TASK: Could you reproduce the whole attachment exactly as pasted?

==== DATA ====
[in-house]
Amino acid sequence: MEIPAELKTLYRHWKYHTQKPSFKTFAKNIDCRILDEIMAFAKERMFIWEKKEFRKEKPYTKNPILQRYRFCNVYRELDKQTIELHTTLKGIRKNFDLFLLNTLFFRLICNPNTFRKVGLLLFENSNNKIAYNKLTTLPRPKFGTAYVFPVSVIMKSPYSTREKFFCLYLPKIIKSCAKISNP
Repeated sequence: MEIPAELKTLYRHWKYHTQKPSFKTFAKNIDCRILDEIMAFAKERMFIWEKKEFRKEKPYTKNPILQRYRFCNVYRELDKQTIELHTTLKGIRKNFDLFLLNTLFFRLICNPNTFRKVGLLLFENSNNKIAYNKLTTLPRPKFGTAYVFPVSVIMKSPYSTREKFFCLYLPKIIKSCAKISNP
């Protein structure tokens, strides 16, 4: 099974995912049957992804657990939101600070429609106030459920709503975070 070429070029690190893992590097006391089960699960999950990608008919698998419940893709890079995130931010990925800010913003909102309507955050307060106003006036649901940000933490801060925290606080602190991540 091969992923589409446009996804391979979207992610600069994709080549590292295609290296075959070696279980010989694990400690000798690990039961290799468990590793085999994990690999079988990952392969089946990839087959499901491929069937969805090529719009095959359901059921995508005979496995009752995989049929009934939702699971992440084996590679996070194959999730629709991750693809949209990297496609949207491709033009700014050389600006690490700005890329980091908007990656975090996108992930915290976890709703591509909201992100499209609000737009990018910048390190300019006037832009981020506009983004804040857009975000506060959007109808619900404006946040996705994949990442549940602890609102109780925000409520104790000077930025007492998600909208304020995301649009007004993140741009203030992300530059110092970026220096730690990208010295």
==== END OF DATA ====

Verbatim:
[in-house]
Amino acid sequence: MEIPAELKTLYRHWKYHTQKPSFKTFAKNIDCRILDEIMAFAKERMFIWEKKEFRKEKPYTKNPILQRYRFCNVYRELDKQTIELHTTLKGIRKNFDLFLLNTLFFRLICNPNTFRKVGLLLFENSNNKIAYNKLTTLPRPKFGTAYVFPVSVIMKSPYSTREKFFCLYLPKIIKSCAKISNP
Repeated sequence: MEIPAELKTLYRHWKYHTQKPSFKTFAKNIDCRILDEIMAFAKERMFIWEKKEFRKEKPYTKNPILQRYRFCNVYRELDKQTIELHTTLKGIRKNFDLFLLNTLFFRLICNPNTFRKVGLLLFENSNNKIAYNKLTTLPRPKFGTAYVFPVSVIMKSPYSTREKFFCLYLPKIIKSCAKISNP
């Protein structure tokens, strides 16, 4: 099974995912049957992804657990939101600070429609106030459920709503975070 070429070029690190893992590097006391089960699960999950990608008919698998419940893709890079995130931010990925800010913003909102309507955050307060106003006036649901940000933490801060925290606080602190991540 091969992923589409446009996804391979979207992610600069994709080549590292295609290296075959070696279980010989694990400690000798690990039961290799468990590793085999994990690999079988990952392969089946990839087959499901491929069937969805090529719009095959359901059921995508005979496995009752995989049929009934939702699971992440084996590679996070194959999730629709991750693809949209990297496609949207491709033009700014050389600006690490700005890329980091908007990656975090996108992930915290976890709703591509909201992100499209609000737009990018910048390190300019006037832009981020506009983004804040857009975000506060959007109808619900404006946040996705994949990442549940602890609102109780925000409520104790000077930025007492998600909208304020995301649009007004993140741009203030992300530059110092970026220096730690990208010295």